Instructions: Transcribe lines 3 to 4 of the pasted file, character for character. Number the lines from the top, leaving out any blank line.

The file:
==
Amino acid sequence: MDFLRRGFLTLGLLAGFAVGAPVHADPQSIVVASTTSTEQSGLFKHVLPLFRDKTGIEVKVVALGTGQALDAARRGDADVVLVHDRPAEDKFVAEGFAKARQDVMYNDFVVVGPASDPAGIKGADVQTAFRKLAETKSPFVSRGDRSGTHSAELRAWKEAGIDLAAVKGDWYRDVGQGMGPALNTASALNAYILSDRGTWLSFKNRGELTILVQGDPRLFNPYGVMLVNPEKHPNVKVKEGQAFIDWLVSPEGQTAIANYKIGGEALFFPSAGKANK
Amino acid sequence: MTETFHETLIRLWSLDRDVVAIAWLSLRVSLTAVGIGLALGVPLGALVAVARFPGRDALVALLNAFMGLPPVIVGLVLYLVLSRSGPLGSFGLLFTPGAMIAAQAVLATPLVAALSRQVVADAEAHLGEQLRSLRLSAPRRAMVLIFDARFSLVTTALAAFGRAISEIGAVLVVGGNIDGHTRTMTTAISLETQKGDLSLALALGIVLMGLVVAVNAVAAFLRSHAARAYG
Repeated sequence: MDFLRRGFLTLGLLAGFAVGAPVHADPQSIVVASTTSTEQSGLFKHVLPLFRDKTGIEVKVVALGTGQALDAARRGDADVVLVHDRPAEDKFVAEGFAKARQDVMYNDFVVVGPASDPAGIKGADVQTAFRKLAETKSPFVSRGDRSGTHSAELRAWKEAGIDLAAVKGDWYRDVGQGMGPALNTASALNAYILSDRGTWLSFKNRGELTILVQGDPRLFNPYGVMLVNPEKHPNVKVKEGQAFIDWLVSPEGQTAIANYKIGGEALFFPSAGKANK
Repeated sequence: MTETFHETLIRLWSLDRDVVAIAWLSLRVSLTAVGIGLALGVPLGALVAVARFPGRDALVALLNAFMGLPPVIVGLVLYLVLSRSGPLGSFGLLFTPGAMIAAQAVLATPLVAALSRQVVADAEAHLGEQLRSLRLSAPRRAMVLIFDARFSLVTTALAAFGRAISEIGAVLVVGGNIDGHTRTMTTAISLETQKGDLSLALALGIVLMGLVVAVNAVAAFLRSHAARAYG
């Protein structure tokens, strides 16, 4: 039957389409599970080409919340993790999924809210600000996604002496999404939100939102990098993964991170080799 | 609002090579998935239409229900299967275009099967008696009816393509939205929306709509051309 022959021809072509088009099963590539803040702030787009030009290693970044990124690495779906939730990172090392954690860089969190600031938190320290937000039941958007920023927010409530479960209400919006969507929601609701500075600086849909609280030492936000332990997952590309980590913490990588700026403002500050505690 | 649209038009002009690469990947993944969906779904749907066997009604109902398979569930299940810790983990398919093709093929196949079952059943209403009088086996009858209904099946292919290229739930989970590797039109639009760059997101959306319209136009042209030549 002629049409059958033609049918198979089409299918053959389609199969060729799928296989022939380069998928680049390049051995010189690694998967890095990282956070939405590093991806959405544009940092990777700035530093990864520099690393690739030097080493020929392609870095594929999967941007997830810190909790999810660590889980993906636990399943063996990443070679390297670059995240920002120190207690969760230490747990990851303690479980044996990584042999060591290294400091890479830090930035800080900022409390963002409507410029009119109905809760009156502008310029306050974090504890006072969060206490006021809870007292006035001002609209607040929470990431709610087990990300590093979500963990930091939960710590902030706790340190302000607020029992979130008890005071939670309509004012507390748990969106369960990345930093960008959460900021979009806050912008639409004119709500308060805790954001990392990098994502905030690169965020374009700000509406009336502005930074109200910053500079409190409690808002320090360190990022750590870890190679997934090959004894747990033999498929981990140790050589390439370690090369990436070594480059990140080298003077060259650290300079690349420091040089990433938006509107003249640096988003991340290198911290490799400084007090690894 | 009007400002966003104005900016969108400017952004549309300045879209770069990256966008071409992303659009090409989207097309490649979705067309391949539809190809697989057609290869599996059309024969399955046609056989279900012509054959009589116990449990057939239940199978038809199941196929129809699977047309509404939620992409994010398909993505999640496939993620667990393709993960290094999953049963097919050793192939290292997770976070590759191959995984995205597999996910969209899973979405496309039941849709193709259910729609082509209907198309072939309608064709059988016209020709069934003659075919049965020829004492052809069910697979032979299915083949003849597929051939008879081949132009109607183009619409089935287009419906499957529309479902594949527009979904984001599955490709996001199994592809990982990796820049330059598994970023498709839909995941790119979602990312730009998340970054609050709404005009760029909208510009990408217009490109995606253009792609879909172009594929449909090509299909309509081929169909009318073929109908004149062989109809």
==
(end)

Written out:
Repeated sequence: MDFLRRGFLTLGLLAGFAVGAPVHADPQSIVVASTTSTEQSGLFKHVLPLFRDKTGIEVKVVALGTGQALDAARRGDADVVLVHDRPAEDKFVAEGFAKARQDVMYNDFVVVGPASDPAGIKGADVQTAFRKLAETKSPFVSRGDRSGTHSAELRAWKEAGIDLAAVKGDWYRDVGQGMGPALNTASALNAYILSDRGTWLSFKNRGELTILVQGDPRLFNPYGVMLVNPEKHPNVKVKEGQAFIDWLVSPEGQTAIANYKIGGEALFFPSAGKANK
Repeated sequence: MTETFHETLIRLWSLDRDVVAIAWLSLRVSLTAVGIGLALGVPLGALVAVARFPGRDALVALLNAFMGLPPVIVGLVLYLVLSRSGPLGSFGLLFTPGAMIAAQAVLATPLVAALSRQVVADAEAHLGEQLRSLRLSAPRRAMVLIFDARFSLVTTALAAFGRAISEIGAVLVVGGNIDGHTRTMTTAISLETQKGDLSLALALGIVLMGLVVAVNAVAAFLRSHAARAYG